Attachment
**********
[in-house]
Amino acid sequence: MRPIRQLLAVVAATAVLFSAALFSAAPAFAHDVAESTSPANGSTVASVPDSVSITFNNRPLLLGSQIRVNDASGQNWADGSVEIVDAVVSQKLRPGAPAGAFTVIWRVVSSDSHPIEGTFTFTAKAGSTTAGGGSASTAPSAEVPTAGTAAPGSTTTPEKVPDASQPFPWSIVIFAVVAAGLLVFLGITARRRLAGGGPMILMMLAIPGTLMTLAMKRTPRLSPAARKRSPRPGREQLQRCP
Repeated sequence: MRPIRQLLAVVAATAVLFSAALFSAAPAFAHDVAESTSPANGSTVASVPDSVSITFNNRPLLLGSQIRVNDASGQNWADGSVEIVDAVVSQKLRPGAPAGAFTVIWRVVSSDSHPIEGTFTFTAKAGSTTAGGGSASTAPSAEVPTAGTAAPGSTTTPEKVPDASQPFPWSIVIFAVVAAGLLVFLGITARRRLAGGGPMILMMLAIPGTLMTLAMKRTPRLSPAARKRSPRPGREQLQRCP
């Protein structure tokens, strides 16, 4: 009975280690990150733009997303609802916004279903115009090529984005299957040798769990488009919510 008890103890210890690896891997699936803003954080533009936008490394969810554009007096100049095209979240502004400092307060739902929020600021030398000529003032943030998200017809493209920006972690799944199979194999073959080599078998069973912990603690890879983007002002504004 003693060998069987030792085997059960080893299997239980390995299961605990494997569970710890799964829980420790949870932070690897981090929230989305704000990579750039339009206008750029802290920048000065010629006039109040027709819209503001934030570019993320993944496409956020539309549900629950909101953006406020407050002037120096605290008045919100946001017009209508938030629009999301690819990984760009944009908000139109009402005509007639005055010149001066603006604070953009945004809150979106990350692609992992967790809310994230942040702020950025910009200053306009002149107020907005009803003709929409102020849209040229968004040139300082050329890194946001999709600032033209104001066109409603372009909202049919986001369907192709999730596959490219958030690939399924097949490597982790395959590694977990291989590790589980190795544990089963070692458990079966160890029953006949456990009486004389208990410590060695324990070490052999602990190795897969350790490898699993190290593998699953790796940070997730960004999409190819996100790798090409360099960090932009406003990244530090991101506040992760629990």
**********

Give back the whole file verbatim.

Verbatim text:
[in-house]
Amino acid sequence: MRPIRQLLAVVAATAVLFSAALFSAAPAFAHDVAESTSPANGSTVASVPDSVSITFNNRPLLLGSQIRVNDASGQNWADGSVEIVDAVVSQKLRPGAPAGAFTVIWRVVSSDSHPIEGTFTFTAKAGSTTAGGGSASTAPSAEVPTAGTAAPGSTTTPEKVPDASQPFPWSIVIFAVVAAGLLVFLGITARRRLAGGGPMILMMLAIPGTLMTLAMKRTPRLSPAARKRSPRPGREQLQRCP
Repeated sequence: MRPIRQLLAVVAATAVLFSAALFSAAPAFAHDVAESTSPANGSTVASVPDSVSITFNNRPLLLGSQIRVNDASGQNWADGSVEIVDAVVSQKLRPGAPAGAFTVIWRVVSSDSHPIEGTFTFTAKAGSTTAGGGSASTAPSAEVPTAGTAAPGSTTTPEKVPDASQPFPWSIVIFAVVAAGLLVFLGITARRRLAGGGPMILMMLAIPGTLMTLAMKRTPRLSPAARKRSPRPGREQLQRCP
């Protein structure tokens, strides 16, 4: 009975280690990150733009997303609802916004279903115009090529984005299957040798769990488009919510 008890103890210890690896891997699936803003954080533009936008490394969810554009007096100049095209979240502004400092307060739902929020600021030398000529003032943030998200017809493209920006972690799944199979194999073959080599078998069973912990603690890879983007002002504004 003693060998069987030792085997059960080893299997239980390995299961605990494997569970710890799964829980420790949870932070690897981090929230989305704000990579750039339009206008750029802290920048000065010629006039109040027709819209503001934030570019993320993944496409956020539309549900629950909101953006406020407050002037120096605290008045919100946001017009209508938030629009999301690819990984760009944009908000139109009402005509007639005055010149001066603006604070953009945004809150979106990350692609992992967790809310994230942040702020950025910009200053306009002149107020907005009803003709929409102020849209040229968004040139300082050329890194946001999709600032033209104001066109409603372009909202049919986001369907192709999730596959490219958030690939399924097949490597982790395959590694977990291989590790589980190795544990089963070692458990079966160890029953006949456990009486004389208990410590060695324990070490052999602990190795897969350790490898699993190290593998699953790796940070997730960004999409190819996100790798090409360099960090932009406003990244530090991101506040992760629990």